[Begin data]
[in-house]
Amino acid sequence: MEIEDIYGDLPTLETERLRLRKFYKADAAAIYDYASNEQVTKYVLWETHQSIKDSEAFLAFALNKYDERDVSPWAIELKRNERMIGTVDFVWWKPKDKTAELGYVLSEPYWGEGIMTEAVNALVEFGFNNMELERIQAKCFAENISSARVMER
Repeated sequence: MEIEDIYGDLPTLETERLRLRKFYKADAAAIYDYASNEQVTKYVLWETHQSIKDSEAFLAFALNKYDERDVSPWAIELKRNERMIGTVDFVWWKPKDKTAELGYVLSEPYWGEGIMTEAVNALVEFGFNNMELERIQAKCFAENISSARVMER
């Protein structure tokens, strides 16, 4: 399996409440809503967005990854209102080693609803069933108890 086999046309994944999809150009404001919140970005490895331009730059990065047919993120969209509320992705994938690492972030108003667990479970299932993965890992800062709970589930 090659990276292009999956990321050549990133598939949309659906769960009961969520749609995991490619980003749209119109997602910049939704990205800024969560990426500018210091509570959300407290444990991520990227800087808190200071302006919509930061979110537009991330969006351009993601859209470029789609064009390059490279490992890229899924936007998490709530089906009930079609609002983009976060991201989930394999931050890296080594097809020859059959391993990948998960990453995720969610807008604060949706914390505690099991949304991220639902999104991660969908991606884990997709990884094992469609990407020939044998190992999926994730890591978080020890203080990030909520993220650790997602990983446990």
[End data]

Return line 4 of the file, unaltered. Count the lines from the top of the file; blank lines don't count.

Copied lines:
């Protein structure tokens, strides 16, 4: 399996409440809503967005990854209102080693609803069933108890 086999046309994944999809150009404001919140970005490895331009730059990065047919993120969209509320992705994938690492972030108003667990479970299932993965890992800062709970589930 090659990276292009999956990321050549990133598939949309659906769960009961969520749609995991490619980003749209119109997602910049939704990205800024969560990426500018210091509570959300407290444990991520990227800087808190200071302006919509930061979110537009991330969006351009993601859209470029789609064009390059490279490992890229899924936007998490709530089906009930079609609002983009976060991201989930394999931050890296080594097809020859059959391993990948998960990453995720969610807008604060949706914390505690099991949304991220639902999104991660969908991606884990997709990884094992469609990407020939044998190992999926994730890591978080020890203080990030909520993220650790997602990983446990």